Shoulder osteoarthritis and shoulder prosthesis

What causes shoulder joint destruction?

Several diseases can lead to destruction of the articular surface of the shoulder (osteoarthritis). The most common cause is mechanical wear of protective cartilage that covers the joint surfaces of the glenoid (on the shoulder blade) and humeral head, causing friction of the underlying bone at these extremities, leading over the years to the growth of osseous spurs at the periphery (osteophytes. It occurs primarily in people over 50 years of age and may be primary (without apparent cause), hereditary, associated with rheumatoid arthritis or other rheumatic syndromes, may occur after injury or trauma, resulting from rupture of the rotator cuff or avascular necrosis of the humeral head .


What are the symptoms associated with osteoarthritis?

Patients with this pathology complain of aggravated shoulder pain during activity, with slow onset and progressive aggravation, alleviating with rest. It is located more in the back of the shoulder and can be intensified with weather changes.

It may also manifest with limited mobility and it may be more difficult to raise the arm in activities such as combing hair or reaching a shelf. It can be associated with the swelling and crackling or clicks sounds with shoulder movements.

As the disease progresses any movement of the shoulder causes pain and night pain is common, which can interfere with sleep.


How do I know if I have the condition?

The diagnosis is based on the physical examination and the radiographs that may show narrowing of the joint space and the presence of osteophytes (bone spurs).

Physical examination by the physician may reveal muscle weakness and atrophy, tenderness, decreased mobility, signs of muscle wasting, tendinous or ligamentous lesion, signs of previous injury, involvement of other joints (common in rheumatoid arthritis), and crepitation.


What are the non-surgical treatment options?

Osteoarthritis has no cure but there are some therapeutic modalities available. The non-surgical approach includes the use of anti-inflammatory and analgesic medication and rehabilitation programs. Treatment with chondroprotectors may be attempted, considering the positive response of some patients, but no scientific evidence has been found to attest to the benefit of these supplements.



What is the surgical treatment?

When non-surgical treatment is not effective, surgery may be indicated in shoulders that are severely affected by osteoarthrosis.

In selected cases of mild arthrosis, the surgeon may resort to arthroscopic surgery. It consists of introducing a camera (arthroscope) and appropriate instruments into the interior through small incisions with about 5 to 10 mm. During the procedure the surgeon may debride (clean) the inside of the joint. Although this procedure relieves pain, it will not eliminate or delay the progression of arthrosis, having a temporary effect.

In cases of advanced arthrosis, when non-surgical treatment or arthroscopic surgery did not result in symptom control, shoulder arthroplasty consisting of the replacement of the articular surfaces by artificial components, which constitute the joint prosthesis, is indicated. During the surgery an incision is made on the affected shoulder to expose the joint. The humerus is separated from the glenoid, the joint surfaces are removed and both are replaced by metallic components in the case of total shoulder arthroplasty. The humeral component may or may not have a stem (which follows along the humeral shaft) and can be cemented or uncemented. The glenoid component may be secured with screws. There are two types of prosthesis: anatomical and reverse. The anatomical prostheses mimic the normal conformation of the humeral head and the glenoid and are indicated in situations where the patient maintains an complete and functional rotator cuff. The reverse prostheses present an reverse conformation, in which the convex surface will be applied in the glenoid and the concave in the humerus; It is a prosthesis especially indicated in rotator cuff arthropathy or in situations in which the rotator cuff is irreparably torn or nonfunctional, requiring the deltoid muscle to perform shoulder function.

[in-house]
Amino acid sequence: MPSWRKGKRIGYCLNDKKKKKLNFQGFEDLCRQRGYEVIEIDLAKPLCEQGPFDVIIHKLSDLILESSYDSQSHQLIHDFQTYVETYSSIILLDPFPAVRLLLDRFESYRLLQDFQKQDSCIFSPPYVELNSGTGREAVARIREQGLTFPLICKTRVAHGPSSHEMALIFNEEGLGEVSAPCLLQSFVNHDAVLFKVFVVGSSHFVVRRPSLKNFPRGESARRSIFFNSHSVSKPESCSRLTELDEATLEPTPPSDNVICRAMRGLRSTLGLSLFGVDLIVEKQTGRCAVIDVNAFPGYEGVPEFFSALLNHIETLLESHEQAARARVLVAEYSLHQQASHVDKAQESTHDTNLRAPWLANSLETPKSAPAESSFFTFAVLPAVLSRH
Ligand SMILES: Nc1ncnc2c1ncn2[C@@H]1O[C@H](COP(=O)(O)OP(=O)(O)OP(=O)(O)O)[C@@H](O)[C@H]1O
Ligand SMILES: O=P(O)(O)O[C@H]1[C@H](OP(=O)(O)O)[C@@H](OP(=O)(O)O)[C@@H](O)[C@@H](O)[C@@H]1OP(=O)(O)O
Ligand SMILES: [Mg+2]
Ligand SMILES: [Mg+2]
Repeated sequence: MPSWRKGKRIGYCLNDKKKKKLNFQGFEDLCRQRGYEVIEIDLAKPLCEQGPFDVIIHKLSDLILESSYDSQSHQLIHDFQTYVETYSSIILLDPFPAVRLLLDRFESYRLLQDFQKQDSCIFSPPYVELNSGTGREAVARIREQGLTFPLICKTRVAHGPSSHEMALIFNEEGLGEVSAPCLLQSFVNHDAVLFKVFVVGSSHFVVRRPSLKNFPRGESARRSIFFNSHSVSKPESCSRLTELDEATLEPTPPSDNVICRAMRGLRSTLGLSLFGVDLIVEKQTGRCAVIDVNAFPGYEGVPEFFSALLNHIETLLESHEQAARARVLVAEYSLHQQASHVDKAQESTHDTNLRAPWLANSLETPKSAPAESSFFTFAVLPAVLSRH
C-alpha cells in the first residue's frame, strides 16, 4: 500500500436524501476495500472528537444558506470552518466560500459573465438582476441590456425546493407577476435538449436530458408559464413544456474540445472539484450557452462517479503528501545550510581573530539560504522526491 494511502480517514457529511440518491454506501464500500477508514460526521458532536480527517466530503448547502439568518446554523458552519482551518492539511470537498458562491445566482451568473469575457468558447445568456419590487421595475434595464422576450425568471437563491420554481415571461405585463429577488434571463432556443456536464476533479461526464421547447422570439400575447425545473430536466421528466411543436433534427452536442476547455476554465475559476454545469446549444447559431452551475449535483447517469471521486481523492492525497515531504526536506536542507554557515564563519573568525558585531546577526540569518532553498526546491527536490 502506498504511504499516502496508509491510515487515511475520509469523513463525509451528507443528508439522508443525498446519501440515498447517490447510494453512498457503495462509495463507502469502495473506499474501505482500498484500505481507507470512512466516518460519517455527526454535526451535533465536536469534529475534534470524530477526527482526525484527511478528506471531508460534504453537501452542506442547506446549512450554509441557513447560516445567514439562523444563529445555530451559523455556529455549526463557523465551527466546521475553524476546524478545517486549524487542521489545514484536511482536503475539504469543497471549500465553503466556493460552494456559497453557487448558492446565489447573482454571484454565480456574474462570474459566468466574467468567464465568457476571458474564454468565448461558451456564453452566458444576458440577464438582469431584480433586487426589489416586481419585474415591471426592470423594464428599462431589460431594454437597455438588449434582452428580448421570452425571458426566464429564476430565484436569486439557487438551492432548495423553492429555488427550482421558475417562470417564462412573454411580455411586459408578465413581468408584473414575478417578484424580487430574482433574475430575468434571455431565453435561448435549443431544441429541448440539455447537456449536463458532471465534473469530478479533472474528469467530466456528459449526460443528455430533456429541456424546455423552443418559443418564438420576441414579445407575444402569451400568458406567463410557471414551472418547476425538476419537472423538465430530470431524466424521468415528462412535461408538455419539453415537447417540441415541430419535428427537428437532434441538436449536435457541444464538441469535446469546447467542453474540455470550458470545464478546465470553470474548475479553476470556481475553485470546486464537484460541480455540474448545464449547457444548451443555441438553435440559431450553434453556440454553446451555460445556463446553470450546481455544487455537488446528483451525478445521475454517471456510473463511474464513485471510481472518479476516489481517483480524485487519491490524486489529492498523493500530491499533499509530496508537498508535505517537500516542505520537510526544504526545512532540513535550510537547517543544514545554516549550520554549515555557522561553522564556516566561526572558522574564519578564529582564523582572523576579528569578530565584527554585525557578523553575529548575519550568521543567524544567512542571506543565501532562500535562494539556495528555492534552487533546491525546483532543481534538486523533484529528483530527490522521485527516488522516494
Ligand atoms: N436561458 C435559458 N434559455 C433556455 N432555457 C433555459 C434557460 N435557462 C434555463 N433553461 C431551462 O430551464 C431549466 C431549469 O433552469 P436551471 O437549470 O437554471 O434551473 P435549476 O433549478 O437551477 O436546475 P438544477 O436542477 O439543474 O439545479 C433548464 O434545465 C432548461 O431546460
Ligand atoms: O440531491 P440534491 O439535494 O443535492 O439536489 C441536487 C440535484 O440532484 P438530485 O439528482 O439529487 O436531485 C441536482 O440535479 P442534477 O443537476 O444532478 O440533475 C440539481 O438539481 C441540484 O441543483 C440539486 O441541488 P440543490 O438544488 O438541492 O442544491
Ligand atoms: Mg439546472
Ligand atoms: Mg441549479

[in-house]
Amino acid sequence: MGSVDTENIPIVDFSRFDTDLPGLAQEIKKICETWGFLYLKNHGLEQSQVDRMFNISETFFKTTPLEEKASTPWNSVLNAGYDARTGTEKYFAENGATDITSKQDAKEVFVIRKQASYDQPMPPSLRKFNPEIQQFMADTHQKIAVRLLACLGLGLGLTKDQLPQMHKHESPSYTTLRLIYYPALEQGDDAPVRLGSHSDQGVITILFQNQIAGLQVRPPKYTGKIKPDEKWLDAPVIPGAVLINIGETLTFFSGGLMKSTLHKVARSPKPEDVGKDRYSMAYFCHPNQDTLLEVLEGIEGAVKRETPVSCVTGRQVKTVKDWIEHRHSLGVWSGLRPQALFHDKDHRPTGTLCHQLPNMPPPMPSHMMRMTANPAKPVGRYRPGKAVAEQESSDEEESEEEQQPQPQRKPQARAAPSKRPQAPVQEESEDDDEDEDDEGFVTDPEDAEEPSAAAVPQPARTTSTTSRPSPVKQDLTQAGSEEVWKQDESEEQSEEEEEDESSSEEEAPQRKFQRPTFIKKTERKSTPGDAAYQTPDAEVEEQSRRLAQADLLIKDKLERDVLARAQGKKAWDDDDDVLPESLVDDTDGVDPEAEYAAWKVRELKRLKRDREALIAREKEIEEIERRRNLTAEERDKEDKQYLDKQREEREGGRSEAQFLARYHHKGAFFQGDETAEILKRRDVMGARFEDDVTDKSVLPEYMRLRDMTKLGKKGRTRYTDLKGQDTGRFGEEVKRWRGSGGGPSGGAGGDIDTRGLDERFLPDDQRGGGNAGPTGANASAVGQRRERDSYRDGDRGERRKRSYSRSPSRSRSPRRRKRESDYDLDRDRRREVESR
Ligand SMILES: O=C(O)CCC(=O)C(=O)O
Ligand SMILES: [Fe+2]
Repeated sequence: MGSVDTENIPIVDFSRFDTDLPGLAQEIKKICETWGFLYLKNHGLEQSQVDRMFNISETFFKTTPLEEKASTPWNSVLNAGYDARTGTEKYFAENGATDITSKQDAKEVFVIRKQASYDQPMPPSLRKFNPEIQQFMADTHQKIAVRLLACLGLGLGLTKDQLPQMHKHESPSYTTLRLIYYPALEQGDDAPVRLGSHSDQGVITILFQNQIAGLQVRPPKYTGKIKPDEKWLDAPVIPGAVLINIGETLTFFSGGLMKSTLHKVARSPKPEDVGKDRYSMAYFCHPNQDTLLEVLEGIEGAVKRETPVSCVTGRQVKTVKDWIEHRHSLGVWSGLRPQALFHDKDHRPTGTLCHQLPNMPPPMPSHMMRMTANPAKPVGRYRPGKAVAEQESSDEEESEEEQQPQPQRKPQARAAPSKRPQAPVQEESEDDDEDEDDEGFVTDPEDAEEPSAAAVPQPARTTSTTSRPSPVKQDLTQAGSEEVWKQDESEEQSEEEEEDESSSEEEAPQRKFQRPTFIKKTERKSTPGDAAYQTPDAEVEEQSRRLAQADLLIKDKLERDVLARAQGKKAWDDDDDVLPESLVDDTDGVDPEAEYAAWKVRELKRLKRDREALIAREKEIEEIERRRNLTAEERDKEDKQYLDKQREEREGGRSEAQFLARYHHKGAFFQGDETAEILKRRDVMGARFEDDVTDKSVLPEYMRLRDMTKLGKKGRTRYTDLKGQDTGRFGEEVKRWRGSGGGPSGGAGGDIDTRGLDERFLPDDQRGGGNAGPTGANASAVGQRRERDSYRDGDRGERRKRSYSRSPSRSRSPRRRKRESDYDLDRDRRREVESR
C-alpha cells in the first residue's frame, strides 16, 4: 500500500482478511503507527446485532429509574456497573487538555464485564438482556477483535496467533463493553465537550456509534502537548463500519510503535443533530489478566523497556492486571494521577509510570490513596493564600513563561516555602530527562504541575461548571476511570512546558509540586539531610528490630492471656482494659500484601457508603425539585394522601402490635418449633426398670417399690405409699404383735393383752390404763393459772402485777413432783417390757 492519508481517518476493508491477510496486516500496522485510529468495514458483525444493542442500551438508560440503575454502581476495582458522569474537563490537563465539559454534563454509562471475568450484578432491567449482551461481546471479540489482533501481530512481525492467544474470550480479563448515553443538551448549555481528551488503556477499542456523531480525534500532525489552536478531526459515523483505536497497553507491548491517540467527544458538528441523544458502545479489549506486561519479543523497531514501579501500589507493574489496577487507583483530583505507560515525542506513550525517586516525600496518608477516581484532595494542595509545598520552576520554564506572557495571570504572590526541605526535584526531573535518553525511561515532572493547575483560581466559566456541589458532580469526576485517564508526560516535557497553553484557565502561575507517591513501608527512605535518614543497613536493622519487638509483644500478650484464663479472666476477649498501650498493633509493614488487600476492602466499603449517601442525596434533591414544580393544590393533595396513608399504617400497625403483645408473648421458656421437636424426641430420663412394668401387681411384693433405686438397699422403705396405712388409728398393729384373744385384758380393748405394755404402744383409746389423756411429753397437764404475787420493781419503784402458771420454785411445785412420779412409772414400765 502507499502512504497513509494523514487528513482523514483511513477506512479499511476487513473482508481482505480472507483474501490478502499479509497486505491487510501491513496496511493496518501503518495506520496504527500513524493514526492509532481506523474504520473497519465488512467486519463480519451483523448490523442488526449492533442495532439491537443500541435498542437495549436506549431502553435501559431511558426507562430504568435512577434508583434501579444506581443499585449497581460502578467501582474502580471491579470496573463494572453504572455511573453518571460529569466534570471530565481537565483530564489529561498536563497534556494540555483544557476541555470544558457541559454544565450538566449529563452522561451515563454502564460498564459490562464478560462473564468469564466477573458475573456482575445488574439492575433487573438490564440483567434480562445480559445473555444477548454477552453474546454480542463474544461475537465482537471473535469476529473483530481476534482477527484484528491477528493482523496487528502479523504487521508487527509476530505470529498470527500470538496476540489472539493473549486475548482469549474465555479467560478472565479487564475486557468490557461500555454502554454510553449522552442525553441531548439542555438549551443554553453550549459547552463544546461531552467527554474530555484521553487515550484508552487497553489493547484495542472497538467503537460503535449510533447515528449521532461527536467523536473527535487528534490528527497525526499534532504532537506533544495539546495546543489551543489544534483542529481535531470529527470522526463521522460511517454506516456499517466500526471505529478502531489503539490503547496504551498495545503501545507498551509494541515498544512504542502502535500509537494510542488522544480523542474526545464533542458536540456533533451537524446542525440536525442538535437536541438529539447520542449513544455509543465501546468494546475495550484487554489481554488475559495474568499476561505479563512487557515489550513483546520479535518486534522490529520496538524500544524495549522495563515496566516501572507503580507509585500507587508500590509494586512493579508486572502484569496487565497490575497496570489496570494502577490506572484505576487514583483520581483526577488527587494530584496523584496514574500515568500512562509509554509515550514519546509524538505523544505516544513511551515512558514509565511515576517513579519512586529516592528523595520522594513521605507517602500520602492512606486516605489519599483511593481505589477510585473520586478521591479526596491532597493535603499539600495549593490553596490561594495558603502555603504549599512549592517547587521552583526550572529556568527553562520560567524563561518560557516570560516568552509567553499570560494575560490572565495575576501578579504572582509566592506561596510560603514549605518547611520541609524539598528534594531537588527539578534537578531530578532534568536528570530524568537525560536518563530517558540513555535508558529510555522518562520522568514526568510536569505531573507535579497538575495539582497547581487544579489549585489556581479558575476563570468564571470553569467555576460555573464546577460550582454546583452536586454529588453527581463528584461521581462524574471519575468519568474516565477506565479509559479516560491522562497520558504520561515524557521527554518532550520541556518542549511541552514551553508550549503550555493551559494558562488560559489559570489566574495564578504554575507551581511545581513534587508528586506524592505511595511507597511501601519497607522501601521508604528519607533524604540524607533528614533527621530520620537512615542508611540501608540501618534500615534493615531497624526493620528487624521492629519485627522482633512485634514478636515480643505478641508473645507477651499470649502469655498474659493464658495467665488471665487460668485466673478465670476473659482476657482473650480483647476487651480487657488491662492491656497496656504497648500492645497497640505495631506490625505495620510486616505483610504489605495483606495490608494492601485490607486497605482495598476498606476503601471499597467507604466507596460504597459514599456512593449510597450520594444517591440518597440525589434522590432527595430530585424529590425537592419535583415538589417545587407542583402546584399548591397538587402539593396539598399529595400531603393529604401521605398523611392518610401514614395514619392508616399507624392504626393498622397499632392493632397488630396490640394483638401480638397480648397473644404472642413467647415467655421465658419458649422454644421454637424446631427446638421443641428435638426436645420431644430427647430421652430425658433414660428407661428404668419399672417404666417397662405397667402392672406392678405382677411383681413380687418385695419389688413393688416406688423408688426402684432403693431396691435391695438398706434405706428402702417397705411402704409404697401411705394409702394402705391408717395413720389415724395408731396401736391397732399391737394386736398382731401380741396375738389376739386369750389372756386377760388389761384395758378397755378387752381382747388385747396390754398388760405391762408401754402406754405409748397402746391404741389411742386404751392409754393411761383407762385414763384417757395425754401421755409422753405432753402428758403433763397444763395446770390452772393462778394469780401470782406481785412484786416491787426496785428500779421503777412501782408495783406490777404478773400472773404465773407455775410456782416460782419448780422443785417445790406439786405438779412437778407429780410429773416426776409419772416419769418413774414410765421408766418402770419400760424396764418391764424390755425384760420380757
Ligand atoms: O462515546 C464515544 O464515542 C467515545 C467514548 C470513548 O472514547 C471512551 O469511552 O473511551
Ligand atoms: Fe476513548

In some cases hemiarthroplasty, which consists of the replacement of the humeral head only, may be indicated. Although simpler, this procedure is associated with worse long-term results, being reserved for particular situations, namely avascular necrosis in the young and fractures of the proximal humerus in elderly patients with reduced functional capacity.

After placement of the components, the capsule is sutured, as well as the muscle-tendon components and the skin.

Surgery involves some risks: infection, fracture, injury of nerves or vessels, venous thrombosis, irritation of the surgical scar, discrepancy in arm length, wear of the components and aberrant surgical scar.


How I the recovery after arthroplasty (shoulder prosthesis)?

Shoulder arthroplasty is usually very effective in controlling pain. Recovery time and rehabilitation will depend on the type of surgery and the patient.